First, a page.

Freedom United marked U.K. Anti-Slavery Day by calling for a commitment to ensure that victims of trafficking do not face punitive immigration control measures if they come forward for support, joining 50 other advocates, researchers and experts.
Writing in Thomson Reuters Foundation this week, Maya Esslemont, director of After Exploitation, has highlighted how the U.K. is subjecting modern slavery survivors who seek help to harmful immigration controls rather than support.
In 2019, 1,256 potential trafficking victims, many of whom will go on to be recognized as confirmed victims, were held in prison like detention centers due to their immigration status – while only 35 traffickers were convicted in the same period.
As Ms. Esslemont writes, the U.K. is essentially holding more survivors than perpetrators behind bars.
By prioritizing a focus on immigration control rather than victim support, the U.K.’s approach to modern slavery is playing directly into the hands of traffickers, who have long been known to use the threat of detention and forced removal to ensure compliance from those they abuse.
Worryingly, traffickers will also be emboldened by proposed policies to prejudge asylum claims on the basis of the time at which they are made, or the route by which the claimant arrived
Any reform to the U.K.’s immigration system must remedy, rather than entrench, the wrongs committed against survivors of modern slavery.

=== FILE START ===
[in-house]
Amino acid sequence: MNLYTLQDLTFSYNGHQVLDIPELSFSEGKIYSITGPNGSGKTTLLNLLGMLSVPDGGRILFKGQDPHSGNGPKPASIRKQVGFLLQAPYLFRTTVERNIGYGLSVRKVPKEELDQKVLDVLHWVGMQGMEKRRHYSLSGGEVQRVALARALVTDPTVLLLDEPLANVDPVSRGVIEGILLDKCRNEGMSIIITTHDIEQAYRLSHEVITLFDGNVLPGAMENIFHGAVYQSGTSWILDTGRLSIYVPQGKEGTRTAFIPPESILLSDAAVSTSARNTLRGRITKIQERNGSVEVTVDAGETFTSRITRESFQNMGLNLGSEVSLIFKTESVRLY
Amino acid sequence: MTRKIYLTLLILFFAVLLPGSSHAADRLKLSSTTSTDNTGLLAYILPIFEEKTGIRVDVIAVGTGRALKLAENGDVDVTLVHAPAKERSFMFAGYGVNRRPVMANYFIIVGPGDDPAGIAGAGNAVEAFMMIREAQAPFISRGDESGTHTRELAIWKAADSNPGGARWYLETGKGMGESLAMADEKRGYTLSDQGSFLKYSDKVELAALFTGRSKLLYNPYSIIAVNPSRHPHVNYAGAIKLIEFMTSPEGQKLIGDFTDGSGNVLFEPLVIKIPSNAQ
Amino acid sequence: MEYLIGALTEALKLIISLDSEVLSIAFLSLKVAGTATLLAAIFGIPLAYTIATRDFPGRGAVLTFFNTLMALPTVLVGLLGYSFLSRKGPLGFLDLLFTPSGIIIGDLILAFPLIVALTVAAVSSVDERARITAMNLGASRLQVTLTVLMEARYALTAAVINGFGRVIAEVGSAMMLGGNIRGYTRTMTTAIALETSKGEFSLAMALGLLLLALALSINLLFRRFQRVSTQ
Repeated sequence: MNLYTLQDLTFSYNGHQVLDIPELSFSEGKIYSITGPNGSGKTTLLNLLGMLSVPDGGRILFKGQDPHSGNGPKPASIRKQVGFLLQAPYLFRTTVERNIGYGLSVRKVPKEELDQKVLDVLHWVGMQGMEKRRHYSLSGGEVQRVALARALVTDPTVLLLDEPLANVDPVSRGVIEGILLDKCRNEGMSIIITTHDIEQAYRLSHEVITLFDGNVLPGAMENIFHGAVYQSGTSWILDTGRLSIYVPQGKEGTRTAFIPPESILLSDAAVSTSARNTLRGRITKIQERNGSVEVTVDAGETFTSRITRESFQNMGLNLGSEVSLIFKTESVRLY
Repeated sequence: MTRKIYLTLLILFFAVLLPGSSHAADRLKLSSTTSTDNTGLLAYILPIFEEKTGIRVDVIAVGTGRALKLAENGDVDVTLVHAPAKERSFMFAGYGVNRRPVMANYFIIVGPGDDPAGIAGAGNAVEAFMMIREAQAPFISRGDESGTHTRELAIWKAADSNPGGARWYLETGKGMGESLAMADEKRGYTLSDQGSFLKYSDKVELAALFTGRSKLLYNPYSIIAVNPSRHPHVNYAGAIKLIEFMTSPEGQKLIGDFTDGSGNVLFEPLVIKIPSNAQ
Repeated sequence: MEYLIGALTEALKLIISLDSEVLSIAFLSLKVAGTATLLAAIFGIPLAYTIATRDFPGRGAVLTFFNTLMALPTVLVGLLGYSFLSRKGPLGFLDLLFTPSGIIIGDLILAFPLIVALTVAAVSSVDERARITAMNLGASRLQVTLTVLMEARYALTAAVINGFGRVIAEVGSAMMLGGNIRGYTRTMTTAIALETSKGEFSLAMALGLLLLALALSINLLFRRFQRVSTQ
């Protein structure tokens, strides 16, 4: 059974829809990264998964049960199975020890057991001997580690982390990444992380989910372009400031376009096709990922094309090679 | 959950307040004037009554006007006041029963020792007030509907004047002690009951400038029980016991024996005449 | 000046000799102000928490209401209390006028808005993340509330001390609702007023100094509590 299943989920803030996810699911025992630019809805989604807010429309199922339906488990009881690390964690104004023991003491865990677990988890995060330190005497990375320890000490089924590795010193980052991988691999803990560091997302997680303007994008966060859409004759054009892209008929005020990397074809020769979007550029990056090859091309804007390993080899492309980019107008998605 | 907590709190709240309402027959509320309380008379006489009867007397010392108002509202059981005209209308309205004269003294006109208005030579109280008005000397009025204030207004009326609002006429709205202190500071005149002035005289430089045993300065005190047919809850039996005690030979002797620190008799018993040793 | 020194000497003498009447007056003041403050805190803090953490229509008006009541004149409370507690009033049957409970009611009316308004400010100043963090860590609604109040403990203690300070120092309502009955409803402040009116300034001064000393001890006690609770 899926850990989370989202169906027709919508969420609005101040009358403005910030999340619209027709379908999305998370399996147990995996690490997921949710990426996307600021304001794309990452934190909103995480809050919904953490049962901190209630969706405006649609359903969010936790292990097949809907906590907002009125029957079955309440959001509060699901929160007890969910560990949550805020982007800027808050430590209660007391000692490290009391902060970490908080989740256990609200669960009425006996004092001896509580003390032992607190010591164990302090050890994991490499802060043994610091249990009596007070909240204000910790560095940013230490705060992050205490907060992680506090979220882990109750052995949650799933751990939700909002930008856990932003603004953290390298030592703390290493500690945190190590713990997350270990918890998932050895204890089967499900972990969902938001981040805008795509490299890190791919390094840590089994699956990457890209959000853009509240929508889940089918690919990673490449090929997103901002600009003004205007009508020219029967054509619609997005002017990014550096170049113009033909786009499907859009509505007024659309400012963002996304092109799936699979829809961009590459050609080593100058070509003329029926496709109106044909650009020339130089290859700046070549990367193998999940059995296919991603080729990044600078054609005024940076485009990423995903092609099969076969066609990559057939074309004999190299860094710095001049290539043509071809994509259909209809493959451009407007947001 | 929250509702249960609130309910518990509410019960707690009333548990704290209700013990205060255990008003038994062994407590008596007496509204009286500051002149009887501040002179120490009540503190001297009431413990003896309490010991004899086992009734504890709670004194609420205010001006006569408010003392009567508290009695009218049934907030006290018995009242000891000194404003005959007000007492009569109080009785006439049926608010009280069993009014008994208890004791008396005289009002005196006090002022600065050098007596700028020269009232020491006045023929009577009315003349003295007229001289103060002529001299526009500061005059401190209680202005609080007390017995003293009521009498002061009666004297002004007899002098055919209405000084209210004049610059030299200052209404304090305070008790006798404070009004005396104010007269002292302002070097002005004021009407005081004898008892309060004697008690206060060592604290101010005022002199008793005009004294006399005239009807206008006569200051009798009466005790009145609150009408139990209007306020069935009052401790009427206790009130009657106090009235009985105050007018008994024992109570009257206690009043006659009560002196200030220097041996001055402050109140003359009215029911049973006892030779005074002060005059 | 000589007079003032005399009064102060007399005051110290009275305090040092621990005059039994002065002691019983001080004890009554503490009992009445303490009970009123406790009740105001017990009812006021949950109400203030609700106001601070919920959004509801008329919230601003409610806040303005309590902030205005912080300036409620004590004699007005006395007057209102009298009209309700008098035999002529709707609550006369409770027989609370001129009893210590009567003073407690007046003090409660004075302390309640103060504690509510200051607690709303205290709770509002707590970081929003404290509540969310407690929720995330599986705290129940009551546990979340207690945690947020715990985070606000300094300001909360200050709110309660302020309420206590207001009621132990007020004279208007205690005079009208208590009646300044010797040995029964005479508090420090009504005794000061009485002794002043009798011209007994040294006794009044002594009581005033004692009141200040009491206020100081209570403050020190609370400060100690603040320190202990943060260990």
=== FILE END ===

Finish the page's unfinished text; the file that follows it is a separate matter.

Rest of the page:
As Ms. Esslemont writes, we must challenge the narrative that tougher borders prevent trafficking, which fails to recognize that trafficking is made profitable through a lack of safe and legal routes and made sustainable through policies which deter victims from seeking help.
The UK has played a crucial role in sounding the alarm on this heinous crime, at home and on a global stage, with the passage of the Modern Slavery Act 2015. However, without action, traffickers will continue to benefit from hostile immigration policies.
To protect survivors from these punitive, dangerous immigration controls, it is crucial that the government provide at least 12 months’ support and immigration protection for survivors, as outlined in the Modern Slavery (Victim Support) Bill.
You have the power to help pressure the U.K. government into ensuring that all survivors are adequately supported and protected from immigration controls.
Chip in and help end modern slavery once and for all.